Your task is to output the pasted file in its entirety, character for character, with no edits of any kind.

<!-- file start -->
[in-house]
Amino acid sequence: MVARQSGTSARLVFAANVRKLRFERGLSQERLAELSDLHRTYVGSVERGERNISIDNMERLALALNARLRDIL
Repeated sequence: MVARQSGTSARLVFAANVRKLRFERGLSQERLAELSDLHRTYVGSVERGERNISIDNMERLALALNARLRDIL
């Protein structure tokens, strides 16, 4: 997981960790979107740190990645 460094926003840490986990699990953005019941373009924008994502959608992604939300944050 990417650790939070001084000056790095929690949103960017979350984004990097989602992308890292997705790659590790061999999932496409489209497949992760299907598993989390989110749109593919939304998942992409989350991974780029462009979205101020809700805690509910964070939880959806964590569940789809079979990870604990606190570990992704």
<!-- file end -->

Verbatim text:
[in-house]
Amino acid sequence: MVARQSGTSARLVFAANVRKLRFERGLSQERLAELSDLHRTYVGSVERGERNISIDNMERLALALNARLRDIL
Repeated sequence: MVARQSGTSARLVFAANVRKLRFERGLSQERLAELSDLHRTYVGSVERGERNISIDNMERLALALNARLRDIL
């Protein structure tokens, strides 16, 4: 997981960790979107740190990645 460094926003840490986990699990953005019941373009924008994502959608992604939300944050 990417650790939070001084000056790095929690949103960017979350984004990097989602992308890292997705790659590790061999999932496409489209497949992760299907598993989390989110749109593919939304998942992409989350991974780029462009979205101020809700805690509910964070939880959806964590569940789809079979990870604990606190570990992704």